We left our 5 star luxury accommodation in Kolkata at about 8.30, but only after a few ‘alarums and excursions’. First of all our toilet ballcock got stuck and so water flowed continuously into the bowl. This made it unusable since one could not flush. We called down for help, but it was so slow in coming, we decided to shower else we’d be late for breakfast. While I was thus engaged the technician arrived so lChristine asked him to return in 10 minutes. In the interim the toilet magically righted itself, so ‘Mario’ returned we had to tell him he had had a wasted journey.
Breakfast was also a little fraught as they ran out of cereal bowls and it took a long t8me for any to appear. Butter was provided in such small quantities that we barely showed it the toast and it was gone. Furthermore no one offered us tea or coffee until we had almost finished eating. As I was sorting out luggage, I actually never got any – not a good way to start the day.
However the hotel has kindly agreed to look after our Bhutan luggage and hand it over to our Indus rep. on the 19th when we return to a different hotel nearer the airport for our flight home. Prayers would be welcomed that the arrangement is achieved in all its complexity!
It took us quite a while to get to the airport due to road closures. Once there we were immediately offered upgrades to first class for £30 each. Christine and I thought it wasn’t worth it for a 50 minute flight, but 6 in our party went for it. The 4 of us plebs that we’re left were herded with cattle prods into the truck that passes for economy and levered into our seats by fiercesome harpies wearing military uniform. Actually it was perfectly comfortable for the less than 40 minutes we were in the air during which the overworked, and I suspect underpaid, trolley dollies served us a snack meal and bottles of water. The wealthy in first class got a warm towel, napkins and a chicken dinner with drinks and a wider seat – not worth £30 in my book!
Anyway at Guwahati, we were met by some very comfortable cars which whisked us to the outskirts of the city and then snailed us through the chaos that is the city itself. It took over an hour to arrive at our hotel. The journey though provided us with fine views of the Brahmaputra and the usual entertainment of life on the street in India.
Our hotel is fairly basic but very welcoming and we were given iced tea, a red and white shawl and a bindi with rice grains on arrival. Our room has a slight smell of smoke, but we can live with it fir one night. After a brief break we headed off in cars to the Kamakhya Temple about 8 km north-West of the city centre. The drive took forever of course as we sped along some bits and ground to a halt in others.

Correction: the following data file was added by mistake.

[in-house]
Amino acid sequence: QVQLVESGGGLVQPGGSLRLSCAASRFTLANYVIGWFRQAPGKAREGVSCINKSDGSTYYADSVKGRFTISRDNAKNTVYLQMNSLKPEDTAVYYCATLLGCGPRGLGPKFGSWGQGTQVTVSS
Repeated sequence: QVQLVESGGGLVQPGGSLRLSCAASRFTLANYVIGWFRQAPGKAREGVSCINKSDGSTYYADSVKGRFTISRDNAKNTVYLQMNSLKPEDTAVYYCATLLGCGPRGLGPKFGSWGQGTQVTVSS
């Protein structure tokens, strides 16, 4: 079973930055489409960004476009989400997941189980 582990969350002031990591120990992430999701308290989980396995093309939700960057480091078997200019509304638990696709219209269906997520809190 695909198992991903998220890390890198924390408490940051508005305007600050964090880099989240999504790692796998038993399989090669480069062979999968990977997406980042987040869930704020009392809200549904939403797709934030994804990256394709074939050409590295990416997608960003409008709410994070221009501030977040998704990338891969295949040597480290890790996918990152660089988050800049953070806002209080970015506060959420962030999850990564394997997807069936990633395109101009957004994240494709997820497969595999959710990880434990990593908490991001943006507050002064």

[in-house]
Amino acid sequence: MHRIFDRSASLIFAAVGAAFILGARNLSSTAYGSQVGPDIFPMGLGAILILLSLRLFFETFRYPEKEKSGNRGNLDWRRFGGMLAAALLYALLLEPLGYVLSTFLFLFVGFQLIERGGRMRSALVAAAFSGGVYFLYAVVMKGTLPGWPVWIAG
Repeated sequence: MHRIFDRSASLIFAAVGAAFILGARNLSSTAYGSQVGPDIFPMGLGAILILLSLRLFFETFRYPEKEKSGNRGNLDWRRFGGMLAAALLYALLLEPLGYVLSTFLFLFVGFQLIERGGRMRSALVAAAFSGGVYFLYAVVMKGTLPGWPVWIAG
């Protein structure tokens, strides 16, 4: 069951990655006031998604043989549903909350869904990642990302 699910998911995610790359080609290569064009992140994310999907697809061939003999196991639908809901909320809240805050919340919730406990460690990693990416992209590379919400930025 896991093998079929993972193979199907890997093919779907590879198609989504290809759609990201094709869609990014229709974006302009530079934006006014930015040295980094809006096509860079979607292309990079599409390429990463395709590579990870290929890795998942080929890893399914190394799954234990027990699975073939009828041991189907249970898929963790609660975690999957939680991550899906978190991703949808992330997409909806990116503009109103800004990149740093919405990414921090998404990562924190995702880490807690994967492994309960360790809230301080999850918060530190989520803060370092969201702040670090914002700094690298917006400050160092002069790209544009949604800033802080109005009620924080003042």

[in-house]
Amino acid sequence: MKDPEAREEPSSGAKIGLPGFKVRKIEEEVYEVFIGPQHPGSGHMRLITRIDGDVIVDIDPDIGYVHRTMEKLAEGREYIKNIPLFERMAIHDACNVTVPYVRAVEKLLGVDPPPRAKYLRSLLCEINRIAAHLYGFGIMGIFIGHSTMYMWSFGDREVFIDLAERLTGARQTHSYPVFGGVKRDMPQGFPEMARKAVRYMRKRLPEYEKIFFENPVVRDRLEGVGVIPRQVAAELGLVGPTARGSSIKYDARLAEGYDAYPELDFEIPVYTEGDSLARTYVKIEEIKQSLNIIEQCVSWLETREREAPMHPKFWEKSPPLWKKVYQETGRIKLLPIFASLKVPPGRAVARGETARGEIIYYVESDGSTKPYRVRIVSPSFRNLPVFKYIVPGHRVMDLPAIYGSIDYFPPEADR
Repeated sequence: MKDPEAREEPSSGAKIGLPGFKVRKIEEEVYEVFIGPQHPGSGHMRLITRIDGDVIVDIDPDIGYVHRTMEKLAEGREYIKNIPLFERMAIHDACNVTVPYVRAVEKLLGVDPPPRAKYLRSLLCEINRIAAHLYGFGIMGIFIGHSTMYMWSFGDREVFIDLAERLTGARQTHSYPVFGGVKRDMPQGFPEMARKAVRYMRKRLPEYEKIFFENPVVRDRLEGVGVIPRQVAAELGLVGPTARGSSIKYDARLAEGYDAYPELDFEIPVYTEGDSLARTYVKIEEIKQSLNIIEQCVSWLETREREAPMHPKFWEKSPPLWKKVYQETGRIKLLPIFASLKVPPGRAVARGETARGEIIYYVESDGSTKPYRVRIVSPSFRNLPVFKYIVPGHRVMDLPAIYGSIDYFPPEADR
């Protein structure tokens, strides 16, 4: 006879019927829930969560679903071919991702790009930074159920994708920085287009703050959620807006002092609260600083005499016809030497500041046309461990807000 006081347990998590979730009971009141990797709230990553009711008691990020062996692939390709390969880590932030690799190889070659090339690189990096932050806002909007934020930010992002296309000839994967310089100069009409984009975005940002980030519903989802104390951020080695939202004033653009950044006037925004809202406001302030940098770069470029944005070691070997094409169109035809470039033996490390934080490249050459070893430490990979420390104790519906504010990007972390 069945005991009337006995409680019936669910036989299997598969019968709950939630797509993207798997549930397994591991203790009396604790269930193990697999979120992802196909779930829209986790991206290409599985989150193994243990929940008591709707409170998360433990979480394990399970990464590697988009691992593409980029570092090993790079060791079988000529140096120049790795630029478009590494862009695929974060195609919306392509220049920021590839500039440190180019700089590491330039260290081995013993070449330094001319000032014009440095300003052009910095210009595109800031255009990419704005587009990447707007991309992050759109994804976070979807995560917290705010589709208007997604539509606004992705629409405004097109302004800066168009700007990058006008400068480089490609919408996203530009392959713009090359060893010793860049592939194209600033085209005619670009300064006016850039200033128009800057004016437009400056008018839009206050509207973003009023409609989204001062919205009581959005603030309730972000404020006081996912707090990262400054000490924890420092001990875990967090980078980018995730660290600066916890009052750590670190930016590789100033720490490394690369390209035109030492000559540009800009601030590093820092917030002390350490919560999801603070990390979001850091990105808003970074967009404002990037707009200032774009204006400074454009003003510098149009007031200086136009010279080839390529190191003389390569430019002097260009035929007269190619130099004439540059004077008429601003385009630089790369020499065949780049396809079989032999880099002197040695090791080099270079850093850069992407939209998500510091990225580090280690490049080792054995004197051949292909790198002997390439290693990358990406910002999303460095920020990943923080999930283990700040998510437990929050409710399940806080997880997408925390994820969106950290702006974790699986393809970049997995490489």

At the temple we climbed up flights of steps passed shops selling all sorts of brightly coloured cloths and threads. Goats laid out on the steps and there seemed to be an inordinate number of pigeons. At the top we had to remove our shoes before entering the temple grounds. More goats and pigeons awaited inside, some of them strangely dyed a rather glorious pink ( we later learnt it was actually vermillion that tended to wear off). Our guide explained that this temple dated originally from the C 5th (the bit shaped like a beehive) while the rest was from the C17th. According to legend a furious and grieving Shiva carried the body of his wife, Sati or Parvati around the world. As he did so parts of her dismembered body fell to earth. All these sites have been sanctified by major temples. Kamakhya is believed to be where her vagina fell and is therefore said to have special powers associated with energy and creation. The vermillion dye used symbolises menstruation and it us plastered all over the statues and the an8mals brought for sacrifice: hence the pink pigeon and goat.
We went into the main courtyard where many Indians wanted selfies with various members of our group. A whole family posed in their festive gear for us to photograph them. Then we entered the sacrificial hall and saw where the goats and buffalo are sacrificed. We crossed into the main temple and saw another shrine covered in red and gold cloth with vermillion dye scattered around. Pilgrims were lined up to enter the holy of holies where a shiva linga is located underground.
We left the temple and climbed some steep steps to get an overview of the comlex. As we left some pre-adolescent girls wanted to be photographed with David. Our guide explained that they were from Nepal but lived nearby. As they were pre-adolescent they were regarded as holy. Once they started menstruating they would have to leave, but until then they would be prayed for. Their parents believed that their time here would make them more fertile.
On the way back down to the cars we asked a wandering guru for his photo. He got h8mself into a suitable position and then allowed us to take pictures. David gave him some money which would help him buy food as these holy men have no possessions.
Our journey back was muc( the same as the journey there. However our meal tonight was excellent and the service was efficient and very pleasant. We thought the staff at the Great Eastern could take a leaf out of their book. We drive north t9morrow to join our boat on the Brahmaputra.
Few pictures I’m afraid as the internet here is very poor. It may be impossible to post for the next few days as we will be on a ship with very limited internet.